If your authoring tool allows, use inbuilt heading styles, and identify row and column headers in tables, so they can be read correctly by a screen reader.


How do I comply?

  • Use inbuilt heading styles if these are available in your authoring tool.
  • Identify column and row headers in a table if this functionality is available in your authoring tool.

Why?

  • If you know how to make a Word document accessible, you will know how important it is to use Word’s in built styles e.g. for heading styles, and tables.  This is because it allows assistive technology such as screen readers to recognise these elements and read them out correctly.
  • A screen reader will identify and read out which heading style has been applied to a heading (usually H1 – H6). This is so that it is easier for a blind or low vision learner using a screen reader to understand the structure of the resource. Screen reader users can also navigate through your resource by jumping from header to header.
  • A screen reader will also be able to recognise that it is reading data structured in a table if you identify the table row and column headers.

eLaHub examples

1. Use in built heading styles

CourseArc header styles. Header style 3 to 6  are available, since 1 and 2 are already used in the automatic page structure and so can not be selected.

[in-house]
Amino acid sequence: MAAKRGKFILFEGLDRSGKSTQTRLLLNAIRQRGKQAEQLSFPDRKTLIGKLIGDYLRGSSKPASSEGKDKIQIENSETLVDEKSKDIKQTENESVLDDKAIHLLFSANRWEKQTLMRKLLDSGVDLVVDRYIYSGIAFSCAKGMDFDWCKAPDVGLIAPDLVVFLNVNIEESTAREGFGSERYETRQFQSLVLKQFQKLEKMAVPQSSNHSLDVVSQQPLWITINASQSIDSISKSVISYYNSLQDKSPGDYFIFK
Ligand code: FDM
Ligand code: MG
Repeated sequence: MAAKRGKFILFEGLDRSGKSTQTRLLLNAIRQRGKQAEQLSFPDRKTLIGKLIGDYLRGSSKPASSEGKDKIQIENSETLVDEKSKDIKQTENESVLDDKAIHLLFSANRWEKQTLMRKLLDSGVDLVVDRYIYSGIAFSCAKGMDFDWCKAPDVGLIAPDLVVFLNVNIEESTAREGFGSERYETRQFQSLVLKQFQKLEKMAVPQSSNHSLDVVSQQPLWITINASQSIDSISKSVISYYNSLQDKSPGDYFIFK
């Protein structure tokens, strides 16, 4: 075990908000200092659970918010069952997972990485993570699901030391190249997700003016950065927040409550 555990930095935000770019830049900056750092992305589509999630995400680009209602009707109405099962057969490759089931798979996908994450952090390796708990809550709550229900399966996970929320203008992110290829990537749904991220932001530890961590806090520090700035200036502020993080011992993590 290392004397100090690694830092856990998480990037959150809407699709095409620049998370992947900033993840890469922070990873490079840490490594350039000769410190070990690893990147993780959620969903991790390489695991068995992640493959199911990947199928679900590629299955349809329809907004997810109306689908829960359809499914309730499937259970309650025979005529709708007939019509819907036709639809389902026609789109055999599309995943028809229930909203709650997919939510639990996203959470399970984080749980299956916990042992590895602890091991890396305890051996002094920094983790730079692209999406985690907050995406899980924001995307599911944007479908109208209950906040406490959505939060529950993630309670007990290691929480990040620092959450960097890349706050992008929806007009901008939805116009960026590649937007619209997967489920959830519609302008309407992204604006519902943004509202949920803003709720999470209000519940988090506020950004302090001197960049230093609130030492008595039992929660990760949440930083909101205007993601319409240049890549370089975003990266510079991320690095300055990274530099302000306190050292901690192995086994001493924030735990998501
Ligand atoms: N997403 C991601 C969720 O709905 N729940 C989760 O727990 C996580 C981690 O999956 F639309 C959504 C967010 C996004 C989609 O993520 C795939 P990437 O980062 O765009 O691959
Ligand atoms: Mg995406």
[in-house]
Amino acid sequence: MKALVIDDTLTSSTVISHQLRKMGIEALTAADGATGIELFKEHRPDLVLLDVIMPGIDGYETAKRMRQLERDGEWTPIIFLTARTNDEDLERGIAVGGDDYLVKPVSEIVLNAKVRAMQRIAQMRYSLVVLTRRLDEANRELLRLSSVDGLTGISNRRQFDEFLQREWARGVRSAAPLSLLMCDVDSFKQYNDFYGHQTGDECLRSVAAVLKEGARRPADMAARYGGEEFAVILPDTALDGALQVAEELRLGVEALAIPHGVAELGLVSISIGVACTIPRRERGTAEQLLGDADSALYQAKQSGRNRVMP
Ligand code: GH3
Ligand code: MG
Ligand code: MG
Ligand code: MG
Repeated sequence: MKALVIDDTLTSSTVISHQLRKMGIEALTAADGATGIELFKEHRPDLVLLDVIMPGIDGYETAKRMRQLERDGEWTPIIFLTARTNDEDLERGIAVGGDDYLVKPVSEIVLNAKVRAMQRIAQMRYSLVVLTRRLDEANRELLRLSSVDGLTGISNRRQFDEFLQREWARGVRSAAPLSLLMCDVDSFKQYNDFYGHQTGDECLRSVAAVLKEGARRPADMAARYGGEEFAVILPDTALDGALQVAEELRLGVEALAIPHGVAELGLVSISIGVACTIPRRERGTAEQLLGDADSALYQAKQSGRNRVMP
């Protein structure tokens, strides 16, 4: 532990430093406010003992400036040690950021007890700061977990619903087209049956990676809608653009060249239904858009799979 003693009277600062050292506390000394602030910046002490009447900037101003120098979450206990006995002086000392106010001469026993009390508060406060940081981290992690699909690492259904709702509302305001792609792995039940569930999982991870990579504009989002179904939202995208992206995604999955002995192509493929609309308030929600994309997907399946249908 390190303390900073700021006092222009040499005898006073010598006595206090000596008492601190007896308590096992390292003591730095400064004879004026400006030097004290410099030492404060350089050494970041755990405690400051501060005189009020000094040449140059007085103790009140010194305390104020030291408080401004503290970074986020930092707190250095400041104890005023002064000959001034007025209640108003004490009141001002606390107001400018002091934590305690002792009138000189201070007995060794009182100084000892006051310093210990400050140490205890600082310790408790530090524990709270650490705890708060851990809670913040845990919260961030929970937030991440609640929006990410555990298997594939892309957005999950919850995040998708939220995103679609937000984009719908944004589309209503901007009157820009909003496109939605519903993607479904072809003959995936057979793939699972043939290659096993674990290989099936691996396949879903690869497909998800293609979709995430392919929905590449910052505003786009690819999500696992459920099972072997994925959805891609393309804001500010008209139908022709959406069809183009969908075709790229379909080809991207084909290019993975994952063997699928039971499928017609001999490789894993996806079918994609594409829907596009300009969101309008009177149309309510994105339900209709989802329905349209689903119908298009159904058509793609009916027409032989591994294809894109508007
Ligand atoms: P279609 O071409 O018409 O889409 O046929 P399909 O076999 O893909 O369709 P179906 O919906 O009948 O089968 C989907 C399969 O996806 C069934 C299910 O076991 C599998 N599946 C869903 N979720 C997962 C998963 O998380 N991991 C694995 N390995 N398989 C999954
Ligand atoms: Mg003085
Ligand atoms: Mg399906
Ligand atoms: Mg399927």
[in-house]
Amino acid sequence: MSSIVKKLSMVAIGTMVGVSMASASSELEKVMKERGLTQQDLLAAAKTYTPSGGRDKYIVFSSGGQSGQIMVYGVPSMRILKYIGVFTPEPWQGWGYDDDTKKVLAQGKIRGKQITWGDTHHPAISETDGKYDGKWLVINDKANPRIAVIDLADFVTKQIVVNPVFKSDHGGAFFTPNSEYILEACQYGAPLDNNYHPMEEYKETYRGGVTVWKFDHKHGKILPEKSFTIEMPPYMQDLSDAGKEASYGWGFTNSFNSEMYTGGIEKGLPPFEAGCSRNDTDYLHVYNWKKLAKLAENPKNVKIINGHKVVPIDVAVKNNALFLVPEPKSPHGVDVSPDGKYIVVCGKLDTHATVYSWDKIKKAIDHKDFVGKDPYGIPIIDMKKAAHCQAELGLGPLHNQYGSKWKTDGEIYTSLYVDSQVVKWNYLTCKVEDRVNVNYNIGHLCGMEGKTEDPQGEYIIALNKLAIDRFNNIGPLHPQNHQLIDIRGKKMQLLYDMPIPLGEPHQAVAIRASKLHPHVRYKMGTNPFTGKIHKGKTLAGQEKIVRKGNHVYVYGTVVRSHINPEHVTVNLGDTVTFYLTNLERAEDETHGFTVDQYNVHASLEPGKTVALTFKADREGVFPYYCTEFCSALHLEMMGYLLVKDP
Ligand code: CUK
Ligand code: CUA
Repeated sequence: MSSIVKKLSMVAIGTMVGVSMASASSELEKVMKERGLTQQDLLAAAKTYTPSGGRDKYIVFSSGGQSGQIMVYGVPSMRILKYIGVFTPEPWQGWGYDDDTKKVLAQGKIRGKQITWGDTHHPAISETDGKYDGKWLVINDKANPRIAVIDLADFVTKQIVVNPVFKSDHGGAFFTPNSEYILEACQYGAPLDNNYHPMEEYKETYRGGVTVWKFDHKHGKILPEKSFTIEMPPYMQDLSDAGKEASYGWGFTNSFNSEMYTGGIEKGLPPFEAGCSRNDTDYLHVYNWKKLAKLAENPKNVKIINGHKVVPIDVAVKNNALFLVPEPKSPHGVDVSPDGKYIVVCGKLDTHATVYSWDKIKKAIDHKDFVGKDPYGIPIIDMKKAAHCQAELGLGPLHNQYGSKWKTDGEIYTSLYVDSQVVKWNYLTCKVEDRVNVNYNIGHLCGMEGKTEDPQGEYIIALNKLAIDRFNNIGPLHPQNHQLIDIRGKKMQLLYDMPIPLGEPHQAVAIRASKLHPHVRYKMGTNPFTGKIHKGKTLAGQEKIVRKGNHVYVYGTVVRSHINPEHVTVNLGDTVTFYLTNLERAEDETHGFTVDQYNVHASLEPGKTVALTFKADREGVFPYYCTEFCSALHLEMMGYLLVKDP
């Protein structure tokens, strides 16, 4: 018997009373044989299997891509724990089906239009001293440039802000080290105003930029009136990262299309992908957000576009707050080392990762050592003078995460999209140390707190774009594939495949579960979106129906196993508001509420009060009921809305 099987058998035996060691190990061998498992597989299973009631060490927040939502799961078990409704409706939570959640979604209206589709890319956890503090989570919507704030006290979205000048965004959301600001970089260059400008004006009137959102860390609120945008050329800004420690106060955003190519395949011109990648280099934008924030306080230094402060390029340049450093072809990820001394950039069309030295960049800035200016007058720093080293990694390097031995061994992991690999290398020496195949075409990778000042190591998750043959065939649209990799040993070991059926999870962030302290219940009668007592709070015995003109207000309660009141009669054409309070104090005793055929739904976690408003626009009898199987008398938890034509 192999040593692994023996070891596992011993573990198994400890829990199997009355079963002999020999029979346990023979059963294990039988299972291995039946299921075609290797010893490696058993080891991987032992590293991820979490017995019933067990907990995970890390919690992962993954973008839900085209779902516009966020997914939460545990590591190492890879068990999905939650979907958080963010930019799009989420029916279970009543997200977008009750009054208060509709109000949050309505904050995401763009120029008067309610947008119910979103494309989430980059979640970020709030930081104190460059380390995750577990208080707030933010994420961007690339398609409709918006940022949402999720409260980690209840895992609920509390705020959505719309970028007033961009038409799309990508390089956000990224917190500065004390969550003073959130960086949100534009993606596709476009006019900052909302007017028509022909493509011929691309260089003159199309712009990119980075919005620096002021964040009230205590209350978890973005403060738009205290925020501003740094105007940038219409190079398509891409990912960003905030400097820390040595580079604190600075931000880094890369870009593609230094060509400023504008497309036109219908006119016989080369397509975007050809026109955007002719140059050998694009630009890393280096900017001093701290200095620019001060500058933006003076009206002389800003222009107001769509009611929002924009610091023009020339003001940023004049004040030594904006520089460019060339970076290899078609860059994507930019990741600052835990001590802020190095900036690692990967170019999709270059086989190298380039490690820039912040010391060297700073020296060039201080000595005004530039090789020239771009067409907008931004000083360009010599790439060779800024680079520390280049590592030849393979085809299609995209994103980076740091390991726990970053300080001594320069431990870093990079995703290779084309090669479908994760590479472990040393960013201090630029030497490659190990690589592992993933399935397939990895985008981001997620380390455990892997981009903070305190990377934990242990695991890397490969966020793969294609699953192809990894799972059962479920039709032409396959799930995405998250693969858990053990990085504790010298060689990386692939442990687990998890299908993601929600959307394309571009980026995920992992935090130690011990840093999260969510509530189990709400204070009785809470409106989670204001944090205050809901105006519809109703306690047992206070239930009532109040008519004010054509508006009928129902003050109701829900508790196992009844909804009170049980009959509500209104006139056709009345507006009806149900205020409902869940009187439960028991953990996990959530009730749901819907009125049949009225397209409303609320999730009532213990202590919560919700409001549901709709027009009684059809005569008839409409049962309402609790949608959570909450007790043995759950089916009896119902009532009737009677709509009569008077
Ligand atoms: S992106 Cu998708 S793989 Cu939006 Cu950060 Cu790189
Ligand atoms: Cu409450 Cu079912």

CourseArc
Apply header styles

Lectora Header styles from Heading 1 through to Heading 6.

Lectora
Apply header styles

2. Identify table headers

CourseArc table options with an option to mark a cell as a Header cell.

CourseArc
Identify header rows

Lectora table options. In the file ribbon there is an option to mark the top row of a table as the Header Row.

Lectora
Identify header rows


How can I test?

  • Check that you have chosen header styles and identified table column and row headers, if this functionality is available in your authoring tool.
  • You can also use a screen reader to check that it recognises headers and tables correctly.
  • Some tools, e.g. Lectora, have an accessibility checker if you select the Use Web Accessibility Settings option for your title. The accessibility checker will identify any tables in your title and ask you to verify that they have the proper row and column headers.

Further information

Screen Readers
There are many screen readers available. These are our preferred options for testing:


WCAG information

CategoryPerceivable
Guideline1.3 – Adaptable
Create content that can be presented in different ways (for example simpler layout) without losing information or structure.
WCAG link
1.3.1 Info and Relationships (Level A)
WCAG textInformation, structure, and relationships conveyed through presentation can be programmatically determined or are available in text.

Copyright © 2019 W3C ®


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